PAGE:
Checklists can rise to the fore again however, when dealing with SAPs.  If behavior falls apart ( the “adult act” of psychopaths) under certain situations, checklist items can be of great help in recognizing psychopaths.  At one bank I worked at, we had a managing director who was ordered never to attend company parties, his behavior fell apart under the influence of alcohol.  (For those unfamiliar with corporate structure, managing directors are essentially standalone profit centers, they have to be rainmakers (profit-wise) for the company.)  This individual was widely considered to be a wild and crazy, fun guy.  Or sometimes psychopathic individuals will show their true character based on “food chain calculations” — when dealing with those they deem lower, their “inner psychopath” comes out; or when deeming themselves at the top of the food chain, the same occurs.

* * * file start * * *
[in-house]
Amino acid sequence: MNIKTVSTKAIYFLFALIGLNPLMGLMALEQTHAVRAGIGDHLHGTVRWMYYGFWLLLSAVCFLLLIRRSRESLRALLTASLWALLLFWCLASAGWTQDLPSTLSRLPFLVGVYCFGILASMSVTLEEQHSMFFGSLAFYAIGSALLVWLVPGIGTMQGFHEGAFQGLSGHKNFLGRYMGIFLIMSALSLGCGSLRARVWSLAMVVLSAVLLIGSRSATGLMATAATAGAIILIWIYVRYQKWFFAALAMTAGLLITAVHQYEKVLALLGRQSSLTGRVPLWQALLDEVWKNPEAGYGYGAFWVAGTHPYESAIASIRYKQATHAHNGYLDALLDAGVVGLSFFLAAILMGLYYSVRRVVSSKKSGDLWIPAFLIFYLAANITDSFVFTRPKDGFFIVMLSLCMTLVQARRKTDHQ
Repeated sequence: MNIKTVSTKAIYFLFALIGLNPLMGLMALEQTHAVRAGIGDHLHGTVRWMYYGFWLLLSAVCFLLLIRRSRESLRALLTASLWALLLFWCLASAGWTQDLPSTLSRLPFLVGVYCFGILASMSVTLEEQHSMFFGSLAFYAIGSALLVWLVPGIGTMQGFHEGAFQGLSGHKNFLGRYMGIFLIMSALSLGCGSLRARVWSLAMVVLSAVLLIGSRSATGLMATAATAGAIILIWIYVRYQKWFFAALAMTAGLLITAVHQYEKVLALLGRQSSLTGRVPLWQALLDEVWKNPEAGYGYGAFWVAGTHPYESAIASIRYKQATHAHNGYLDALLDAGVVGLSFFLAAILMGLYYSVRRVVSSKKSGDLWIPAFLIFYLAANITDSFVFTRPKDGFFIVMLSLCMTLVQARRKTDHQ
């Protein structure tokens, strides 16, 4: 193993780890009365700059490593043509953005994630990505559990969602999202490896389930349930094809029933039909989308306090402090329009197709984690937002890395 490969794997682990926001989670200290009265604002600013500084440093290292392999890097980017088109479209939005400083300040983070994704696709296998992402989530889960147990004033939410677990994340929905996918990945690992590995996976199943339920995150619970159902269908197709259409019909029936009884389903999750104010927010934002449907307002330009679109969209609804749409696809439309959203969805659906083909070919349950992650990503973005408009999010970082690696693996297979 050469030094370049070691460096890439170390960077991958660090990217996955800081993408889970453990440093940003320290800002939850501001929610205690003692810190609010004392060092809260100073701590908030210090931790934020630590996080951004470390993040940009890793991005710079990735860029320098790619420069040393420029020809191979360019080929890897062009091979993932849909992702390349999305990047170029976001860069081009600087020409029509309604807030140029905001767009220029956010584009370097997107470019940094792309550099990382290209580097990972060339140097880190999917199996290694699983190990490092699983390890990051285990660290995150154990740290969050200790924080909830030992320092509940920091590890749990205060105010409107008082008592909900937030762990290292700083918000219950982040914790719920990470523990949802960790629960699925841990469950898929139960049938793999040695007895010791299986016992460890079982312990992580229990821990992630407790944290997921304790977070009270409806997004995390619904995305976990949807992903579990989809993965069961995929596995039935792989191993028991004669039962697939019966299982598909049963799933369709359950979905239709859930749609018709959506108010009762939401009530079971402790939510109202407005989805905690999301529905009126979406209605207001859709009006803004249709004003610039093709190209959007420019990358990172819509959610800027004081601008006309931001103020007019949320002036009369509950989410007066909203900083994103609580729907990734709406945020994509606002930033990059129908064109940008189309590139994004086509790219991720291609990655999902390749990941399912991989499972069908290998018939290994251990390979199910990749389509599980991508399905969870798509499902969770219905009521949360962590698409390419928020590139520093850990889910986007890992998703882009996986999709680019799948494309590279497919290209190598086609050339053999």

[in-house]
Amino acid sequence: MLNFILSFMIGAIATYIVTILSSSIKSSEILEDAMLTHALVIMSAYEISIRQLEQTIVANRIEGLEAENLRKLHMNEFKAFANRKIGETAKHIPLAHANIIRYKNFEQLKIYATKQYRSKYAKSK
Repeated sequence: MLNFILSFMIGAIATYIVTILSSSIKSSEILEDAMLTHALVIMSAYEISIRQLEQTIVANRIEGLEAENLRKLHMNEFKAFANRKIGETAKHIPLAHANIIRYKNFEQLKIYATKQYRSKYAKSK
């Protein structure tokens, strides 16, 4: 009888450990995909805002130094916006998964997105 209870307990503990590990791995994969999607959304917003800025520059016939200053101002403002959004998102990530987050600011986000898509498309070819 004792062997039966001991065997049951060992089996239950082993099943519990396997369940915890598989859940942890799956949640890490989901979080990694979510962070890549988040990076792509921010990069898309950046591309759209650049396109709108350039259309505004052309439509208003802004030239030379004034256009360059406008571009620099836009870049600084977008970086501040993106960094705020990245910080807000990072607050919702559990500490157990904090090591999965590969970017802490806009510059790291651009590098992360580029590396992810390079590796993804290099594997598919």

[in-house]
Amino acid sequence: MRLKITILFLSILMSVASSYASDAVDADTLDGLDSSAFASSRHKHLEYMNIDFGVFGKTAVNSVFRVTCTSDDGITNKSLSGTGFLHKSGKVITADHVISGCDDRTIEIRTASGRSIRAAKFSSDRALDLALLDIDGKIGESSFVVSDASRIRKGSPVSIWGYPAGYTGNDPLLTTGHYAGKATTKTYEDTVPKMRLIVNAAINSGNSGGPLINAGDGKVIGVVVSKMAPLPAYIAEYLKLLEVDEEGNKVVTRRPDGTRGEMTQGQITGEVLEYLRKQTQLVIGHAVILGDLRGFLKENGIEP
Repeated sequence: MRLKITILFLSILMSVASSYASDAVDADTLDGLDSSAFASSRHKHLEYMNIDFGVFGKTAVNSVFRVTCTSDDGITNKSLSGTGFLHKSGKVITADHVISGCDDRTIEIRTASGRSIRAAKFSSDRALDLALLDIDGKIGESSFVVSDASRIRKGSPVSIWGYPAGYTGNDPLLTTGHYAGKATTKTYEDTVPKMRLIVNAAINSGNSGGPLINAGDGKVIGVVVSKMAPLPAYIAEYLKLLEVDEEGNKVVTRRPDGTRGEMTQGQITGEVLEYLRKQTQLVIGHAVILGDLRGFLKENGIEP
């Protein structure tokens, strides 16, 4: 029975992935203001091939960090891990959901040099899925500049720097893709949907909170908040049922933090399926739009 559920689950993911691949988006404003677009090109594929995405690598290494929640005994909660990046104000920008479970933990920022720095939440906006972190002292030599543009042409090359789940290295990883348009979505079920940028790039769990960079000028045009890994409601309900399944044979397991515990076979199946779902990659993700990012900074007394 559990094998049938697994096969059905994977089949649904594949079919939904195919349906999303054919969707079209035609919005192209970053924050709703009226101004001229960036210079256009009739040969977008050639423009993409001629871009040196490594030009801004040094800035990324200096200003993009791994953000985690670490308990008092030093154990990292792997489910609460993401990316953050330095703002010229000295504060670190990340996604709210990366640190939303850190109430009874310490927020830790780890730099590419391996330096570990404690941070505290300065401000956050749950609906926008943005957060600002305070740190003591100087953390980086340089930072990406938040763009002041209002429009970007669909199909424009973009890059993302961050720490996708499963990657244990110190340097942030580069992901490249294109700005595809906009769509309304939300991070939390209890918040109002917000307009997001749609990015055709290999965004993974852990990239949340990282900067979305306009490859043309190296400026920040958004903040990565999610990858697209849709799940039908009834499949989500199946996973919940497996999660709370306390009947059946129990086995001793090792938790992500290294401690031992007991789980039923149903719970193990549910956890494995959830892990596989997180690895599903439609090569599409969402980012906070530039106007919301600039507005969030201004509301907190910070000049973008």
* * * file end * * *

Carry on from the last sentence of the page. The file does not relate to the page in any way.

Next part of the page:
[A version of the first of the two above paragraphs was here earlier.  I have no idea what happened, perhaps I failed to save it correctly, perhaps there was a technical glitch, or perhaps . . . EGADS!  HAVE I BEEN GASLIGHTED BY A PSYCHOPATHIC HACKER?  “Why no, PW, whatever paragraph are you talking about.  You’ve been so stressed out lately, etc., etc.”  Psychopaths just love gaslighting campaigns, it gives them the “chortle, chortle” response that they cherish.  Gaslighting depends on the target not entertaining seemingly paranoid lines of thought.  Incidentally, I see my external links have disappeared.  I don’t know how that happened.]

At the bottom of the above factsheet, the author says “You may also find more at http://sociopathworld.com/.”  You certainly will, it is a psychopath website.

Finally the author says, “I . . . am not a psychologist and [claim] no special expertise in the subject.”  IMO, no special expertise is needed, or rather, anyone who has had intense emotional experiences with psychopaths does have special expertise.  Everyone needs to know psychopaths are out there and that they will interact with them.  If the so-called experts don’t tell us this, we have to inform each other.